In the U.S., employees generally rely on 401(k) plans for retirement savings. However, surprisingly, almost half of U.S. employers do not offer this benefit, including 70% of small businesses. This forces employees to seek alternative means and, oftentimes, results in no savings at all. The SECURE Act passed a few years ago introduced a solution: the pooled employer plan or “PEP.” At that time, the PEP discussion centered mainly around 401(k) plans, but PEPs are back in the spotlight again with the passing of SECURE 2.0 as they may become available for 403(b) plans.
PEPs are designed to make defined contribution plans more affordable and accessible for small business and their employees. They allow multiple unrelated employers to participate in one retirement plan under a single “pooled plan provider,” or PPP. This is different from the multiple employer plan (MEP) of the past where businesses were required to be part of the same industry or association.
The new PEP model is a sensible solution if a company does not currently offer a retirement plan but has considered doing so, or if a company has a plan and is looking to significantly reduce its involvement with plan administration. A PEP is a professionally administered retirement plan that includes reduced liability, simplified plan administration for employers, and potential savings due to the pooling of resources.
Several notable benefits of a PEP include:
- Potential administrative cost savings for employers – By pooling assets into a single, large plan, employers may save on administrative costs and achieve economies of scale.
- Less fiduciary risk – Because the PPP assumes most fiduciary responsibilities, employers are not subject to the same level of liability.
- Less administrative burden – The plan is a “do it for you” approach where the PPP takes on most of the day-to-day plan administration from the employer. The PPP is responsible for plan documentation, required governmental filings, and ongoing plan compliance, which reduces the amount of resources an employer needs to allocate to benefits administration.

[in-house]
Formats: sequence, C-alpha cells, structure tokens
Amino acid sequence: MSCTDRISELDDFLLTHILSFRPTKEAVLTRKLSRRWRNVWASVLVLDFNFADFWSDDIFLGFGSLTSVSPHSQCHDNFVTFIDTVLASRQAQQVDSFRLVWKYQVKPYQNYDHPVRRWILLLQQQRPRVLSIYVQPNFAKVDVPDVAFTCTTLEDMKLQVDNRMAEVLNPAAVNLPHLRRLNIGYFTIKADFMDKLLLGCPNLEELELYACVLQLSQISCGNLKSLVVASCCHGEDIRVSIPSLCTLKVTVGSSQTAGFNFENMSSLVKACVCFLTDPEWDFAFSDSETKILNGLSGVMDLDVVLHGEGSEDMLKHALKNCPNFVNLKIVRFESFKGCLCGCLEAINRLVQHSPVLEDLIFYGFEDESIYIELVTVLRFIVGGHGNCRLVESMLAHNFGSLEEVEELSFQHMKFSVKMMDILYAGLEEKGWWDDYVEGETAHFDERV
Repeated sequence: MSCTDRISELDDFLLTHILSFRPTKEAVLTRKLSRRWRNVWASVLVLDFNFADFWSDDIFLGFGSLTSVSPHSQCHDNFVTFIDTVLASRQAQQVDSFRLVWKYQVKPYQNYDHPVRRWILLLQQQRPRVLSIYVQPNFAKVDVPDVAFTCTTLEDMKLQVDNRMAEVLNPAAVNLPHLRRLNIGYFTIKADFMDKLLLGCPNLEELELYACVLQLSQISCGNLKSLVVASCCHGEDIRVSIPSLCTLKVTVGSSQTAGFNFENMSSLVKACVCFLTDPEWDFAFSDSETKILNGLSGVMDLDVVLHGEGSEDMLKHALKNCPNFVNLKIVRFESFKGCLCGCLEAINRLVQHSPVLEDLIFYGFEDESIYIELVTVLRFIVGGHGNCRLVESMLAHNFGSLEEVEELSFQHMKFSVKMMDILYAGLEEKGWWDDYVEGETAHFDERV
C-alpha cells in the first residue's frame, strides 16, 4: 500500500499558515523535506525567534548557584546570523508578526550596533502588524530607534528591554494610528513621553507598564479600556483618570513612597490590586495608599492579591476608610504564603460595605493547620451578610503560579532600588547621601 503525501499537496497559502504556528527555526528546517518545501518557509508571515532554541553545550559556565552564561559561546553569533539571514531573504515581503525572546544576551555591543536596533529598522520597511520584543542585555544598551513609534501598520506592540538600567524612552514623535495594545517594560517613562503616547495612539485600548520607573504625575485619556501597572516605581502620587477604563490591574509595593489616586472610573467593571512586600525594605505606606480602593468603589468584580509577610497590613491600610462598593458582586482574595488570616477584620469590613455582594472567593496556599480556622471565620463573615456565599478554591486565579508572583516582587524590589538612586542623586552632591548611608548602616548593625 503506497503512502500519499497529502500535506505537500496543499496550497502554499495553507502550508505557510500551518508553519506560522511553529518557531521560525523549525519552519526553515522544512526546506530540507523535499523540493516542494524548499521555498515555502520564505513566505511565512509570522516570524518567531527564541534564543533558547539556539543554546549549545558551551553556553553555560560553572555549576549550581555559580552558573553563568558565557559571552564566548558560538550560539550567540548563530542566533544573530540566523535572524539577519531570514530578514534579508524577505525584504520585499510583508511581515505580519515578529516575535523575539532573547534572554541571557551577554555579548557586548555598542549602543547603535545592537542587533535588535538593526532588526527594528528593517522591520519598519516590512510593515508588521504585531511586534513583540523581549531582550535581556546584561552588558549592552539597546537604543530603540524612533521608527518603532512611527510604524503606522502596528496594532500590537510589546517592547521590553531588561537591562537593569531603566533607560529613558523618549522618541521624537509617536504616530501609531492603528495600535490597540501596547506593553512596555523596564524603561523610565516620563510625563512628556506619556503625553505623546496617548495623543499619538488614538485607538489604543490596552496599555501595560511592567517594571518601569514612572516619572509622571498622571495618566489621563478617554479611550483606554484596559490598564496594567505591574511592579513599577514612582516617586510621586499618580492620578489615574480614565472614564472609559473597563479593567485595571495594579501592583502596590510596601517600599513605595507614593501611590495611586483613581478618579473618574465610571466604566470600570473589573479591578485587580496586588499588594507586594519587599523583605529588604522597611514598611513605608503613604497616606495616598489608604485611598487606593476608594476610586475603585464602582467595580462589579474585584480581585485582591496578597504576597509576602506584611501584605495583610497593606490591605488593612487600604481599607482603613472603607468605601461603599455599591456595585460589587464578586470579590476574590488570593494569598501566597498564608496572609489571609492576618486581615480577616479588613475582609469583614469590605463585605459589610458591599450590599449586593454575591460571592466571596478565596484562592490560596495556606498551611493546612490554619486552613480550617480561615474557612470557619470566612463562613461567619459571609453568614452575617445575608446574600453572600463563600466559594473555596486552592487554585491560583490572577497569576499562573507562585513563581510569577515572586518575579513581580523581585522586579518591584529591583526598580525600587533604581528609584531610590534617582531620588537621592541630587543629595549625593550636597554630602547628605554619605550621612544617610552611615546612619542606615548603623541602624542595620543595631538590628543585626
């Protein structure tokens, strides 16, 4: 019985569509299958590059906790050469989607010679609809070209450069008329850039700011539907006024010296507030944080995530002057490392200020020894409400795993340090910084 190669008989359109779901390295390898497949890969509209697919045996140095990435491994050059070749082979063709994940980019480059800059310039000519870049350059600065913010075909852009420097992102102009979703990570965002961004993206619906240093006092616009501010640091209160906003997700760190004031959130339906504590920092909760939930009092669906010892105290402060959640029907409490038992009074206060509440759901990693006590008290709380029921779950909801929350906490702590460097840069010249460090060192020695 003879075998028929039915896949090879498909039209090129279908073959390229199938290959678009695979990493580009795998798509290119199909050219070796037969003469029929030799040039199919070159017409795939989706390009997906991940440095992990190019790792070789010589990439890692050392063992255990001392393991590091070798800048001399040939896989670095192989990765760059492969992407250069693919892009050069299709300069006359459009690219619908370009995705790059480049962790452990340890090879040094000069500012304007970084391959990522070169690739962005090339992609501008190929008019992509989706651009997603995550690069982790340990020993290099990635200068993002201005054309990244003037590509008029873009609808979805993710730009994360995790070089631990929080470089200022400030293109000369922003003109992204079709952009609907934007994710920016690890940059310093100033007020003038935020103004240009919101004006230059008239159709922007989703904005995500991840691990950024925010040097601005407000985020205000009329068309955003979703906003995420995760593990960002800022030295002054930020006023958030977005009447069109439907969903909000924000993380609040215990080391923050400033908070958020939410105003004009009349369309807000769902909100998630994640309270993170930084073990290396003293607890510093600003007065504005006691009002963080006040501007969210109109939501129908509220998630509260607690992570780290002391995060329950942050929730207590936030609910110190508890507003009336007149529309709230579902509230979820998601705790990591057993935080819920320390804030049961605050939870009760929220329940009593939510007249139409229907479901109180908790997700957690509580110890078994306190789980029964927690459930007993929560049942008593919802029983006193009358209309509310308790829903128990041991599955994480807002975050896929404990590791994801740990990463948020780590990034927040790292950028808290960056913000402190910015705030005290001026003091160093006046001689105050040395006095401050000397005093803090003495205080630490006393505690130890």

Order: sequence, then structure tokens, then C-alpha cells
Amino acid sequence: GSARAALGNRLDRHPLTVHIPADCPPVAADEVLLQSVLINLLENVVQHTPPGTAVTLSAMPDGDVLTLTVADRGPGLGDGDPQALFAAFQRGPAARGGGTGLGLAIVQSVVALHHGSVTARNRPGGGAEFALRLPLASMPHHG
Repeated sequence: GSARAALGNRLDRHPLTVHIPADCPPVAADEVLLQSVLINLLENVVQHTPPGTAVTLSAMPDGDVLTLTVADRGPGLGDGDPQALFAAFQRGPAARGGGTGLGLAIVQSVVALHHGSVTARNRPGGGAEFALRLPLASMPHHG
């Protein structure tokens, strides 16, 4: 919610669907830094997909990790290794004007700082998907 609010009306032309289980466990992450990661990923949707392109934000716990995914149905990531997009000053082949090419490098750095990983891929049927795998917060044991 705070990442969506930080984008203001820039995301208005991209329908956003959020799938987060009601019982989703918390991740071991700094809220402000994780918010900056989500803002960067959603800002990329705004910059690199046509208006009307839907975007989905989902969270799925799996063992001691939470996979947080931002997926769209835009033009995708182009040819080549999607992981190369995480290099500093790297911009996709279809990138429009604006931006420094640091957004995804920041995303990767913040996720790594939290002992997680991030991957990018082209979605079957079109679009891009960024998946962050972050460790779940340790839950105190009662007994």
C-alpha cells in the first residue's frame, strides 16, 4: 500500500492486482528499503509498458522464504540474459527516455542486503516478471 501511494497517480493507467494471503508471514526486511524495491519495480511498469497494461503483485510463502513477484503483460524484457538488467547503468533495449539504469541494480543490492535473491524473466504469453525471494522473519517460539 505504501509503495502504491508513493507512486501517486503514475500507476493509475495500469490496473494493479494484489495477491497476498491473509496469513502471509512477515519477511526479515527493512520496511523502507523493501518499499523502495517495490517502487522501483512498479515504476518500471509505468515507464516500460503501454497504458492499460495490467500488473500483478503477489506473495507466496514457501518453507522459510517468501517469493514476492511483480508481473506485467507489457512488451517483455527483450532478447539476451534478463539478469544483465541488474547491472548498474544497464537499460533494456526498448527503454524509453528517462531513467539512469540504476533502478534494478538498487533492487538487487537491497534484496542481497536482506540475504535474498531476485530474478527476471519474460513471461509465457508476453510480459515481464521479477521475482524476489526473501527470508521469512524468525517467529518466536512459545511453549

- Tax credit opportunities – To offset startup costs, the SECURE Act provides that eligible employers may be able to receive up to $5,000 in tax credits annually, with an additional $500 tax credit available for using automatic enrollment in the plan, for the first three years that the plan is effective. Under SECURE Act 2.0, additional credits, such as the employer contribution credit, are available.
- Employee stability and satisfaction – Employers can provide their employees with peace of mind by making a high-quality retirement plan, such as the popular 401(k), more accessible and easier to afford.
PEPs are still relatively new and can be complex, so it is important to educate yourself about this emerging strategy before testing the waters. That said, many retirement experts agree that the PEP has the potential to be a game changer for millions of Americans who currently don’t have a way to save for retirement.
Please contact us if you have questions about the information outlined above, our seasoned and experienced employee benefit plan professionals are here to help. You can also learn more about our Employee Benefit Plan Audit services by visiting our website.